Tom Karst, National Editor "Drop the drugs. Keep the grapefruit.”
I love that reader comment after a Toronto Globe and Mail story about another warning about the interaction of grapefruits with modern medicine. By the way, haven’t we heard this song before?
Grapefruit has been taking public relation hits from researchers since 1989 on the effects of the fruit and its juices on prescription meds.
Looking in library of The Packer, I was somewhat surprised to find this news item from a Packer story in 1996. It read:
“Grapefruit could change the way we take prescription drugs in the future. University of Michigan scientists are studying how the fruit helps the human body absorb medicine more efficiently.
“Grapefruit juice has been found to increase the body’s ability to absorb many common medications, including blood pressure drugs.”
Trying to create a positive spin on grapefruit’s interaction with medicines was an attempt to make lemonade out of the bitter news, perhaps.
But that complicated, mind-bending approach probably won’t stand in face of such dire warnings that we are seeing publicized now in Canada.
The Globe and Mail story reports a warning from the Canadian Medical Association that states eating a grapefruit or consuming its juices while taking a wide range of prescription medications could soon lead to “gastrointestinal bleeding, kidney failure, depressed breathing and sudden death.”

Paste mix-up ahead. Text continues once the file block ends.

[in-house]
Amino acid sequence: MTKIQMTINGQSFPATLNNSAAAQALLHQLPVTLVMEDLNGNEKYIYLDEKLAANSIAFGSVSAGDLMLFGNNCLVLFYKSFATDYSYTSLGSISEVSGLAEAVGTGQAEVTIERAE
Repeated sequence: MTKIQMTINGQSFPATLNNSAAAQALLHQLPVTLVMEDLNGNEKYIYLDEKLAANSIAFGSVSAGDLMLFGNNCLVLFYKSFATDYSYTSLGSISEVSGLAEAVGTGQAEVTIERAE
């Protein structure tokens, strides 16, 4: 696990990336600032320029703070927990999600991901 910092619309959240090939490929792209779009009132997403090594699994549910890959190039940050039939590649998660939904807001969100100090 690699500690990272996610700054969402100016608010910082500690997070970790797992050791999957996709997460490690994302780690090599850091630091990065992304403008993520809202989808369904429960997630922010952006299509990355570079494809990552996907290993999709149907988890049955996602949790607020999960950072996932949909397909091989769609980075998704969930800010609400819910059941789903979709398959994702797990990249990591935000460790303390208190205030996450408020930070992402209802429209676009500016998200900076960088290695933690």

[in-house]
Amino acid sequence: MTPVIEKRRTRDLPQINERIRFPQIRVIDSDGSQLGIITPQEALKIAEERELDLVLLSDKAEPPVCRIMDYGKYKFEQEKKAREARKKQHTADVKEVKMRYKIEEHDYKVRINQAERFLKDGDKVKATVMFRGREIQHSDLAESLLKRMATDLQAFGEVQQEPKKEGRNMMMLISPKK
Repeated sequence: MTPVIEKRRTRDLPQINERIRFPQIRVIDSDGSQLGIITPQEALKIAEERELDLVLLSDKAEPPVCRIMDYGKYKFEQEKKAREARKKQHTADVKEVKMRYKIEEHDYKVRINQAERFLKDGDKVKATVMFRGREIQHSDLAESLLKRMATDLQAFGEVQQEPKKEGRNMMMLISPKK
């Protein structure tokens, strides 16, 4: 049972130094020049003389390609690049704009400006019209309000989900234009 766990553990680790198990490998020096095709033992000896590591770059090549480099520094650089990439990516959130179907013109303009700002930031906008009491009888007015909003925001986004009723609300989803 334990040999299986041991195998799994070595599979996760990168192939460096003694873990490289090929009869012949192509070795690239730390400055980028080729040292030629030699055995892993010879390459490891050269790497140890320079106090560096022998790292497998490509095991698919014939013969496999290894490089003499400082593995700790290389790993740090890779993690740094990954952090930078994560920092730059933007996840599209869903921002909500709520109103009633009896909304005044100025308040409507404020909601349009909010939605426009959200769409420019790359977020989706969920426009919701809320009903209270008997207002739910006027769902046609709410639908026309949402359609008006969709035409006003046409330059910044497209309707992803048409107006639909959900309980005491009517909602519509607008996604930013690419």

What’s more, the article implicates other citrus, including seville oranges, limes and pomelos, but researchers note “they aren’t as well-studied.”
Old people take medicine, and the perception is that mostly old people eat grapefruit. For grapefruit growers, that’s a market-killing combination.
Medical warnings, freezes, citrus canker, citrus greening and more medical warnings.
Not surprisingly, the per capita consumption of grapefruit in the U.S. has fallen off the kitchen table.
Check it out: The per capita consumption of all grapefruit was 19.7 pounds in 1976, including 9.3 pounds for fresh and 10.4 pounds of fruit used for grapefruit juice.
By 1995, the per capita consumption of grapefruit slid to 16.3 pounds, with 6 pounds consumed fresh and 10.3 pounds of farm weight grapefruit used for grapefruit juice.
The big drop has occurred in the past 15 years, with 2010 per-capita consumption at 6 pounds total, with 2.8 pounds fresh and a mere 3.2 pounds of farm weight grapefruit.